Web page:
Parsley is a beloved culinary plant. However, it has been voted Germany’s poisonous plant of the year 2023. It is important to note that its toxic seeds only develop in the plant’s second year, after it has flowered.

~ The parsley was voted Germany’s Poisonous Plant of the Year 2023 ~

Occurrence and distribution: It thrives in fresh, nutrient-rich, loamy soil and prefers to be grown in a sunny to semi-shady spot. Parsley comes from the Mediterranean area, where it is found growing wildly. People cultivate two varieties of this herb – one with curly leaves and the other with smooth leaves – in gardens as a cooking ingredient. Avoid too much dampness as parsley cannot handle it.

Plant description

Growth form: This plant is a two-year herb with a root that resembles a turnip, developing short secondary roots underground. The first year sees the growth of numerous leaves from the root, while in the second year, the inflorescences develop. The plant grows to a height of 30 to 90 cm (with rare heights of up to 100 cm). Every part of the plant is hairless.

Stems: The stems grow straight up and have a rounded to slightly grooved shape. They are green in colour, just like the rest of the plant. On the flower stalks, there are small and thin leaves.

Leaves: Parsley has curly or smooth leaves, depending on the type. The individual leaves have a dark green colour. Lower leaves are divided into two or three lobes and have a slightly smooth edge. The leaves are triangular at the base, and each leaflet is deeply serrated.

Flowers: This inflorescence consists of a double umbel. The arrangement has between 8 and 20 individual stems of similar length. Each flower sits within six to eight light green and linearly shaped bracts. The flower has five petals that are white to yellow in colour. It also has five stamens and a greenish stigma that is double. The time of the year when the flower blooms is from June to July.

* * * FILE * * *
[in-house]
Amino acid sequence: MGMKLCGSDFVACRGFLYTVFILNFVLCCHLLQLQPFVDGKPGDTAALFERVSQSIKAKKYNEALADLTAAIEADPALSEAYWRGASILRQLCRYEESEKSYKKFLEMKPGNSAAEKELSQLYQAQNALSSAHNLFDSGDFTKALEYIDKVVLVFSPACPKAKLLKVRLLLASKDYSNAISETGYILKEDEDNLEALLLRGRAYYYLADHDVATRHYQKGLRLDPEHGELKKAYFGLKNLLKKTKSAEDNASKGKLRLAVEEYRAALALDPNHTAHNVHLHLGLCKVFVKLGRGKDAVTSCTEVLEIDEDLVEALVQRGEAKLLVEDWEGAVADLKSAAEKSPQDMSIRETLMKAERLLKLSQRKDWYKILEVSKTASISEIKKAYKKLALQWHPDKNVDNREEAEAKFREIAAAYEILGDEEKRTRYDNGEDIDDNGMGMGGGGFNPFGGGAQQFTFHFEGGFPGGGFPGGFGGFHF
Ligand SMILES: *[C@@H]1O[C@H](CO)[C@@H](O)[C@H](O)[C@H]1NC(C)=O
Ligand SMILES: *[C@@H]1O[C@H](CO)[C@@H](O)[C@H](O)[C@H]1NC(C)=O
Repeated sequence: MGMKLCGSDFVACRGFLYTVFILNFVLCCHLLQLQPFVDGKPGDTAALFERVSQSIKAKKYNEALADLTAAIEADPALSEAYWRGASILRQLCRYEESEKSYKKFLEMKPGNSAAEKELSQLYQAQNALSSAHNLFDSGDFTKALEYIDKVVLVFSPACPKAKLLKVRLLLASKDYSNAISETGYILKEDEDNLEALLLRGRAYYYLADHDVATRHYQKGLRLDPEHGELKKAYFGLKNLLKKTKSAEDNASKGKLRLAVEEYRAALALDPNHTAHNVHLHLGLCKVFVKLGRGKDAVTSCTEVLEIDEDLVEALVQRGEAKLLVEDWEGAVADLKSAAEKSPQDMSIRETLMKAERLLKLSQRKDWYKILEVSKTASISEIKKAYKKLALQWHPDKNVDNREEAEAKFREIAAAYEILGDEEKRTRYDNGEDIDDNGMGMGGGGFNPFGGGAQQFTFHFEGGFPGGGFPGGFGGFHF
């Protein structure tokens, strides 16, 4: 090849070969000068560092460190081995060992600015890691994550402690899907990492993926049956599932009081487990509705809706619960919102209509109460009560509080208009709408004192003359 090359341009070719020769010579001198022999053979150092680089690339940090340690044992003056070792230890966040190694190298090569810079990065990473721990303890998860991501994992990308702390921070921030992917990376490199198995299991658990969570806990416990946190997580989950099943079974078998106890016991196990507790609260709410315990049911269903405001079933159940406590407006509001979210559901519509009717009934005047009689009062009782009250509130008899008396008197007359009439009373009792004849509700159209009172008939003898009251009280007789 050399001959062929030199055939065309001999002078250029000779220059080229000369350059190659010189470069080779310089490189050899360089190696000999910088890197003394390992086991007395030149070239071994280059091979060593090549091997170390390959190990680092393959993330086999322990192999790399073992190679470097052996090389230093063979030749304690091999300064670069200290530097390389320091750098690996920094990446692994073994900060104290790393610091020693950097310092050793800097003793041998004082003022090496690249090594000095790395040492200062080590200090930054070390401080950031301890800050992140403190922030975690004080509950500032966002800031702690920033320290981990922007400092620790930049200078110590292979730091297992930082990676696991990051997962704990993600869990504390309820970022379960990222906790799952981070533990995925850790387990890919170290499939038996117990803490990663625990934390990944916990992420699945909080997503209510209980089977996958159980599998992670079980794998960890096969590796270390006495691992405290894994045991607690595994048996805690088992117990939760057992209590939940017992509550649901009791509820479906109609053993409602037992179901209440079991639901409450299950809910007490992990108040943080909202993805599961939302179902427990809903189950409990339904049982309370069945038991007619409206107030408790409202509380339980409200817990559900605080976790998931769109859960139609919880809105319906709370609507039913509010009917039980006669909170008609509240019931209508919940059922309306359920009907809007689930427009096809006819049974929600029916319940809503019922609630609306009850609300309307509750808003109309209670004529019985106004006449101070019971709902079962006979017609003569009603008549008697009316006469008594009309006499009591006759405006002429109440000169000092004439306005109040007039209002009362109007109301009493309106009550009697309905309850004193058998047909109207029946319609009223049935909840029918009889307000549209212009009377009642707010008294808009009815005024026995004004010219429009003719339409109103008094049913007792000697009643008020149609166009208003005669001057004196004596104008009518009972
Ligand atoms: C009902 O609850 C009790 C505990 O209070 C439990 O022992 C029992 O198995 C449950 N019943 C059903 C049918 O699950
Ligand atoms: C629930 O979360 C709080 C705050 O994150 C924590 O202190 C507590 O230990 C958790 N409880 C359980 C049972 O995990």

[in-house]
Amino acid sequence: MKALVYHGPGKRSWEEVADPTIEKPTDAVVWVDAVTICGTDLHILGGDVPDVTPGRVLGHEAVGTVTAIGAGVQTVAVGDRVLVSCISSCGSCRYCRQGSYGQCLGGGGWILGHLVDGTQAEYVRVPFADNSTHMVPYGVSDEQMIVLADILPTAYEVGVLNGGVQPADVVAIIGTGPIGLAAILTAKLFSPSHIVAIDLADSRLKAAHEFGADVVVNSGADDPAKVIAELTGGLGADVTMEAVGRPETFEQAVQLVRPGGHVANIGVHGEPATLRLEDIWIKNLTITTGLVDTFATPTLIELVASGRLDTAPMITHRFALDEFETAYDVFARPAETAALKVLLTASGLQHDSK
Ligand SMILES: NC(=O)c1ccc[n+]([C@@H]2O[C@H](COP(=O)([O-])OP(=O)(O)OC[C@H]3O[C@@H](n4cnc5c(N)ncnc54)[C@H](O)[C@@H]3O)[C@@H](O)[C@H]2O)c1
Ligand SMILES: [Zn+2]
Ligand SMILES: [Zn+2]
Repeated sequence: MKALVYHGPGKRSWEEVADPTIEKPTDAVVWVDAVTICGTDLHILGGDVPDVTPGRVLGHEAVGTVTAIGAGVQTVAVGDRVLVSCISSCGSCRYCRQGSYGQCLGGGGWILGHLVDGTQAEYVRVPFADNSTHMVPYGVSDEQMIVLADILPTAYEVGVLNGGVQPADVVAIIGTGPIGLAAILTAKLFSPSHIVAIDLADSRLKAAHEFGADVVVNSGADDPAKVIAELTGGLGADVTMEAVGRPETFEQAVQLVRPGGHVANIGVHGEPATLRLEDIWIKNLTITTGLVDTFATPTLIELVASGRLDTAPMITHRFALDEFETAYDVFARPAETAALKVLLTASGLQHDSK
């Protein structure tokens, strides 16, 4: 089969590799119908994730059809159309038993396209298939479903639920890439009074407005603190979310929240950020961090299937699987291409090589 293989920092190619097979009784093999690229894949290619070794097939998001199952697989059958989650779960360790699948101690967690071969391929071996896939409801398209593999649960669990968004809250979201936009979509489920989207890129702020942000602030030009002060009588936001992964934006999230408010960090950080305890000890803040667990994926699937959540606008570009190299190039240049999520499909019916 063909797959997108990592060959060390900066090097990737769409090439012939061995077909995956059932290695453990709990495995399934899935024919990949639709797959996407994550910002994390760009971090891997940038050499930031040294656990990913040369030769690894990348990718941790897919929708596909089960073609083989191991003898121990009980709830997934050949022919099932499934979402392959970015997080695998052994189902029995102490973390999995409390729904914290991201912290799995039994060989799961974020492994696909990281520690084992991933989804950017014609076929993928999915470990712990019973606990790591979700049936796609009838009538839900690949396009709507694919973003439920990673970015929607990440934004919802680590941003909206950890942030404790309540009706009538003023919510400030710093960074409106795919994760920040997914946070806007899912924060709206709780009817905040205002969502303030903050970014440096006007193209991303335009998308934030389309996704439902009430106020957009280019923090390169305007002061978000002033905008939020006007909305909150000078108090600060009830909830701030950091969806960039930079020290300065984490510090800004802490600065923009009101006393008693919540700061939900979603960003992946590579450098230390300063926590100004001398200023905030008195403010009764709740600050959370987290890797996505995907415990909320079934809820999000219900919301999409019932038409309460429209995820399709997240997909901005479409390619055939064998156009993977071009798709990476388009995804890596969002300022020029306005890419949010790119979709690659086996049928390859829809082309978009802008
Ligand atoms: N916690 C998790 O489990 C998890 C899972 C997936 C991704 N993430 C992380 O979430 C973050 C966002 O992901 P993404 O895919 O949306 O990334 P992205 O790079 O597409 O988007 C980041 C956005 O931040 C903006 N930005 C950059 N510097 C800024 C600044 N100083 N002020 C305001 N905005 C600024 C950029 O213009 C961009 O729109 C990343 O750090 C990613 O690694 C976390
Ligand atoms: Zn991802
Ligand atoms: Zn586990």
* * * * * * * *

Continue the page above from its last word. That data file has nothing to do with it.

Seeds / Fruits: Once the plant has flowered, the seeds develop from the two-capped stigma. Initially, they are greenish in colour and have a smooth surface, but they slowly become ridged and change to a brown shade as they mature. They are very small, measuring only 2 to 3 mm in length. The fruit itself matures between August and November.

Uses of the plant

Use of the plant: Parsley leaves are often used in the kitchen as a flavouring. The parsley’s leaves are commonly used as a seasoning herb in cooking. It’s rich in vitamin C, which is beneficial in preventing colds. The plant’s leaves can be consumed moderately.

The roots of root parsley (Petroselinum crispum subsp. tuberosum) can also be used for cooking. They have a strong parsley-like flavour with a slight sweetness, which is great for adding flavour to soups and vegetable stews. When using the root, remember to use a “normal amount” to avoid overpowering the dish.

Earlier use of the plant – not recommended for imitation: Leonhart Fuchs, in his new herbal book of 1543, said that the seeds and root were boiled in wine. The mixture created a diuretic effect and was used as a type of diuretic (dehydrating).

Origin of the botanical name

Origin of the botanical genus name: The botanical genus name “Petroselinum” is presumably derived from the ancient Greek words “πέτϱος” (Petros – alternatively: πέτρα / petra) – meaning “stone / rock / cliff” – and “σέλινον” (Selinon) – meaning “a kind of plant with umbrella-shaped flowers”. Nevertheless, the exact etymology is unclear. There are various theories that have been debated for a very long time.

Theory 1: The plant is named after its tendency to grow in rocky areas.

Theory 2: From the application against stone diseases / medicinal plant against kidney stones and bladder stones.